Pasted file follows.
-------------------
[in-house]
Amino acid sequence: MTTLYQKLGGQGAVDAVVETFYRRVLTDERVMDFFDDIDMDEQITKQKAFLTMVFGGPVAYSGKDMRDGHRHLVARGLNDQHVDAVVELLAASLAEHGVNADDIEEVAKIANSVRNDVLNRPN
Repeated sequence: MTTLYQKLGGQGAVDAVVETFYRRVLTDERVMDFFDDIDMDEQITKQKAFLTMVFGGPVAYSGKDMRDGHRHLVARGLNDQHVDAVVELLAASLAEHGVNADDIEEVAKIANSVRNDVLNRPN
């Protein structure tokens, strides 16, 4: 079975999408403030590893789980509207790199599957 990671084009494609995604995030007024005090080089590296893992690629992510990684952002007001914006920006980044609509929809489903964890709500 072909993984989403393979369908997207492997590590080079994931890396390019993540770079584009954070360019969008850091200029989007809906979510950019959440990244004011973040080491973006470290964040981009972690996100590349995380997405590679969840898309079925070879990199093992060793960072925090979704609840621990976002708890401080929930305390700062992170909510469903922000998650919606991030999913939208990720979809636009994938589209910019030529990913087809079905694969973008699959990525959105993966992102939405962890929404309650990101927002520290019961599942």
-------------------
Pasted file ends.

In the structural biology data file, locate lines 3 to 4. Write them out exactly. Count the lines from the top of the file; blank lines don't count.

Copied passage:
Repeated sequence: MTTLYQKLGGQGAVDAVVETFYRRVLTDERVMDFFDDIDMDEQITKQKAFLTMVFGGPVAYSGKDMRDGHRHLVARGLNDQHVDAVVELLAASLAEHGVNADDIEEVAKIANSVRNDVLNRPN
């Protein structure tokens, strides 16, 4: 079975999408403030590893789980509207790199599957 990671084009494609995604995030007024005090080089590296893992690629992510990684952002007001914006920006980044609509929809489903964890709500 072909993984989403393979369908997207492997590590080079994931890396390019993540770079584009954070360019969008850091200029989007809906979510950019959440990244004011973040080491973006470290964040981009972690996100590349995380997405590679969840898309079925070879990199093992060793960072925090979704609840621990976002708890401080929930305390700062992170909510469903922000998650919606991030999913939208990720979809636009994938589209910019030529990913087809079905694969973008699959990525959105993966992102939405962890929404309650990101927002520290019961599942």